You know comedian Jeff Ross—who is appearing November 1 at the Borgata Music Box—from his many stints on Comedy Central’s celebrity roasts.
Ross has been one of the main comics to breathe some life back into the roast format—where some poor celeb is berated with a mixture of insult jokes with really insulting jokes.
So that’s where you know him from, which is all well and good. It’s much, much worse, however, when he knows you, as celebs from Pamela Anderson to Krusty the Clown (on a recent episode of “The Simpsons”) have found out.
As Ross puts it, “Diss is my Life.”
“I never planned on making fun of people for a living,” says Ross at his roastmaster general website. “It happened by accident. In fact, my whole life has been a series of happy and not-so-happy accidents that have transformed me into the black belt in busting balls that I am today. I like being known as the meanest man in comedy, but I must admit that it’s a blessing and a curse. It’s not a bad way to make a living, but every now and then somebody wants to kill me.”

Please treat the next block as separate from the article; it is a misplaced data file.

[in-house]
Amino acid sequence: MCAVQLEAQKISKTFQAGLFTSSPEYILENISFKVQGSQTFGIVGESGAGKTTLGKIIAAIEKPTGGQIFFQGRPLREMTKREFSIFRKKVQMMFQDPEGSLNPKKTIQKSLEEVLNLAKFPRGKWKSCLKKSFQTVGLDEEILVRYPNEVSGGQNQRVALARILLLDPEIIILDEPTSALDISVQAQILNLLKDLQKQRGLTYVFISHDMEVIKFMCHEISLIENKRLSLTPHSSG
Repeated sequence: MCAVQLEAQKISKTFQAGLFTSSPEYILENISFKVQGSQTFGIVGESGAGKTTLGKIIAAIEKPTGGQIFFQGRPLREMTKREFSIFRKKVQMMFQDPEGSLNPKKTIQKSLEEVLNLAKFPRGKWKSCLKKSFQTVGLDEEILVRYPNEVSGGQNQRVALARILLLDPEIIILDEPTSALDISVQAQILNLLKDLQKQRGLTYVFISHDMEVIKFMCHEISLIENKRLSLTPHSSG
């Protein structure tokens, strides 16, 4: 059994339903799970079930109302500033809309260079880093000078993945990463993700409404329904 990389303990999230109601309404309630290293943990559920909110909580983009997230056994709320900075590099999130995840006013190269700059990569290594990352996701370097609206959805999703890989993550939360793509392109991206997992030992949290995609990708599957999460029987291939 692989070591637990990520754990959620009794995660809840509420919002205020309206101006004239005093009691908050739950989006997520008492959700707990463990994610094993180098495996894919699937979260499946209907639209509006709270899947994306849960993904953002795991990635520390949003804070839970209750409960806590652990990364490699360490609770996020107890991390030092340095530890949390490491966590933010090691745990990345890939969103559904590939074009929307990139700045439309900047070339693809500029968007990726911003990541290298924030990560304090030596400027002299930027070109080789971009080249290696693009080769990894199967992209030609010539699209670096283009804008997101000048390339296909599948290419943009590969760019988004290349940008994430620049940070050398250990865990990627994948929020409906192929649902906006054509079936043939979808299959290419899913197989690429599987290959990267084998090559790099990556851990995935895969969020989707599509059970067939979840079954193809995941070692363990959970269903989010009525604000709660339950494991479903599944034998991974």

Ha, Ha kill him … well maybe.
Still, the art of the roast is a precarious thing and it certainly helps when the roastee both has a thick skin and can give as good as they get.
Ross, speaking to the San Luis Obispo Tribune, said the late Joan Rivers met that criteria perfectly.
“Comics have a responsibility to shine a light on the darkest place in our society,” he said. “In the wake of losing Joan Rivers, it made me realize how amazing her rebuttal was at the end of her roast. She went up and just skewered everybody.”
“Most stand-up comics are self-deprecating,” he says. “I’m all-deprecating. Sure, I occasionally make fun of myself — but I specialize in making fun of others. I’m what is commonly known as an insult comic. Diss is my life.”